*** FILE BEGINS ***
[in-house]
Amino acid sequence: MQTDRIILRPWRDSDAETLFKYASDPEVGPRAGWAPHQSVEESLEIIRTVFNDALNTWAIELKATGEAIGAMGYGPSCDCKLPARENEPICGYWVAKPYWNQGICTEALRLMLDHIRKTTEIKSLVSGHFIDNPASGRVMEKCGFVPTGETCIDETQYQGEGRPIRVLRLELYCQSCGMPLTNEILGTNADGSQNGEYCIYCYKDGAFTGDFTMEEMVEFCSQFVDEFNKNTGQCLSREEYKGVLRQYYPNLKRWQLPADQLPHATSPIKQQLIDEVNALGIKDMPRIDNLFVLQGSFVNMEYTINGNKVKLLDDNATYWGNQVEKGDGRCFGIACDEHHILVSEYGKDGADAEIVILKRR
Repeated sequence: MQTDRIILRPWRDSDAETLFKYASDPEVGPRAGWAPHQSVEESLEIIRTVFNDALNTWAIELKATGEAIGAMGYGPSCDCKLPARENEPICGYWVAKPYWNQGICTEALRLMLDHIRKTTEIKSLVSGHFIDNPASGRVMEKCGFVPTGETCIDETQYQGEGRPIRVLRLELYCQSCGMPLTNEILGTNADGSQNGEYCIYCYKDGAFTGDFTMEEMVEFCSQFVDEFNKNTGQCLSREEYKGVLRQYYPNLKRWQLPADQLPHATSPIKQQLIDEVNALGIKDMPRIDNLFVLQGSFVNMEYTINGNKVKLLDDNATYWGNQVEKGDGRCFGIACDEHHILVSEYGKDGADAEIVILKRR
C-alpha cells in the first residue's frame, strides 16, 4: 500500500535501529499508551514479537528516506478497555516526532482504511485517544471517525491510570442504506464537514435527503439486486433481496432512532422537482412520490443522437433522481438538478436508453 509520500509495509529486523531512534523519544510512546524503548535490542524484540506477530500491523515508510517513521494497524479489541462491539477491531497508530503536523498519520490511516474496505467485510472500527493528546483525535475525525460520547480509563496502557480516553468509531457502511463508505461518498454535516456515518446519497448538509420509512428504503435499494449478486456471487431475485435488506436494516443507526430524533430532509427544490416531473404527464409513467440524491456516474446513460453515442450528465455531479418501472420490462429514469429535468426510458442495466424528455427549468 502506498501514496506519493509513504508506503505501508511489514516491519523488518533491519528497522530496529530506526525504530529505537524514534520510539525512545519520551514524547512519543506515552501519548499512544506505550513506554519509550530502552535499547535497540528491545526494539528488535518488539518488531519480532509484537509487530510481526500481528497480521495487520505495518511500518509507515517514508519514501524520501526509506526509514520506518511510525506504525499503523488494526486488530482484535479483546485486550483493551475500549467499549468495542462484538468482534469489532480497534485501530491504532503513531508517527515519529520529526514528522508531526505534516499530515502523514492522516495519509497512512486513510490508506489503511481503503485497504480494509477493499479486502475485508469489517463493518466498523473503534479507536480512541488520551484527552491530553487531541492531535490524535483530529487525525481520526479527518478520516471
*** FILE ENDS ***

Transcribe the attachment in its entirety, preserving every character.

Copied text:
[in-house]
Amino acid sequence: MQTDRIILRPWRDSDAETLFKYASDPEVGPRAGWAPHQSVEESLEIIRTVFNDALNTWAIELKATGEAIGAMGYGPSCDCKLPARENEPICGYWVAKPYWNQGICTEALRLMLDHIRKTTEIKSLVSGHFIDNPASGRVMEKCGFVPTGETCIDETQYQGEGRPIRVLRLELYCQSCGMPLTNEILGTNADGSQNGEYCIYCYKDGAFTGDFTMEEMVEFCSQFVDEFNKNTGQCLSREEYKGVLRQYYPNLKRWQLPADQLPHATSPIKQQLIDEVNALGIKDMPRIDNLFVLQGSFVNMEYTINGNKVKLLDDNATYWGNQVEKGDGRCFGIACDEHHILVSEYGKDGADAEIVILKRR
Repeated sequence: MQTDRIILRPWRDSDAETLFKYASDPEVGPRAGWAPHQSVEESLEIIRTVFNDALNTWAIELKATGEAIGAMGYGPSCDCKLPARENEPICGYWVAKPYWNQGICTEALRLMLDHIRKTTEIKSLVSGHFIDNPASGRVMEKCGFVPTGETCIDETQYQGEGRPIRVLRLELYCQSCGMPLTNEILGTNADGSQNGEYCIYCYKDGAFTGDFTMEEMVEFCSQFVDEFNKNTGQCLSREEYKGVLRQYYPNLKRWQLPADQLPHATSPIKQQLIDEVNALGIKDMPRIDNLFVLQGSFVNMEYTINGNKVKLLDDNATYWGNQVEKGDGRCFGIACDEHHILVSEYGKDGADAEIVILKRR
C-alpha cells in the first residue's frame, strides 16, 4: 500500500535501529499508551514479537528516506478497555516526532482504511485517544471517525491510570442504506464537514435527503439486486433481496432512532422537482412520490443522437433522481438538478436508453 509520500509495509529486523531512534523519544510512546524503548535490542524484540506477530500491523515508510517513521494497524479489541462491539477491531497508530503536523498519520490511516474496505467485510472500527493528546483525535475525525460520547480509563496502557480516553468509531457502511463508505461518498454535516456515518446519497448538509420509512428504503435499494449478486456471487431475485435488506436494516443507526430524533430532509427544490416531473404527464409513467440524491456516474446513460453515442450528465455531479418501472420490462429514469429535468426510458442495466424528455427549468 502506498501514496506519493509513504508506503505501508511489514516491519523488518533491519528497522530496529530506526525504530529505537524514534520510539525512545519520551514524547512519543506515552501519548499512544506505550513506554519509550530502552535499547535497540528491545526494539528488535518488539518488531519480532509484537509487530510481526500481528497480521495487520505495518511500518509507515517514508519514501524520501526509506526509514520506518511510525506504525499503523488494526486488530482484535479483546485486550483493551475500549467499549468495542462484538468482534469489532480497534485501530491504532503513531508517527515519529520529526514528522508531526505534516499530515502523514492522516495519509497512512486513510490508506489503511481503503485497504480494509477493499479486502475485508469489517463493518466498523473503534479507536480512541488520551484527552491530553487531541492531535490524535483530529487525525481520526479527518478520516471